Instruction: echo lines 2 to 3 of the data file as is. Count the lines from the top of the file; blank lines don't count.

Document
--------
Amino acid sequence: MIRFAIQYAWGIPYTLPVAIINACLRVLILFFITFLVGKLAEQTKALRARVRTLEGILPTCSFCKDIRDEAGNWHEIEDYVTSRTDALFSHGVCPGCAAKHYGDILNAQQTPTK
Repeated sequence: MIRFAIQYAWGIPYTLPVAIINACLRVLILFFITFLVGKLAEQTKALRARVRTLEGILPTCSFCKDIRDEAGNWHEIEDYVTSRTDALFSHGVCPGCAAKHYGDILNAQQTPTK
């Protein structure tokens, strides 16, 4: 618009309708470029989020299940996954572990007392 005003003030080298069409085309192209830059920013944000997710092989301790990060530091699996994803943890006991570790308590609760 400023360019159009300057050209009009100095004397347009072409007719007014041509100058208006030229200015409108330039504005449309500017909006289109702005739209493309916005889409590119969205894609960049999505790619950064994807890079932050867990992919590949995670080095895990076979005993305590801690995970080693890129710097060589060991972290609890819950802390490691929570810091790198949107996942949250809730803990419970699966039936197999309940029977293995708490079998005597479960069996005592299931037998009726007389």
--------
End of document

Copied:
Repeated sequence: MIRFAIQYAWGIPYTLPVAIINACLRVLILFFITFLVGKLAEQTKALRARVRTLEGILPTCSFCKDIRDEAGNWHEIEDYVTSRTDALFSHGVCPGCAAKHYGDILNAQQTPTK
């Protein structure tokens, strides 16, 4: 618009309708470029989020299940996954572990007392 005003003030080298069409085309192209830059920013944000997710092989301790990060530091699996994803943890006991570790308590609760 400023360019159009300057050209009009100095004397347009072409007719007014041509100058208006030229200015409108330039504005449309500017909006289109702005739209493309916005889409590119969205894609960049999505790619950064994807890079932050867990992919590949995670080095895990076979005993305590801690995970080693890129710097060589060991972290609890819950802390490691929570810091790198949107996942949250809730803990419970699966039936197999309940029977293995708490079998005597479960069996005592299931037998009726007389």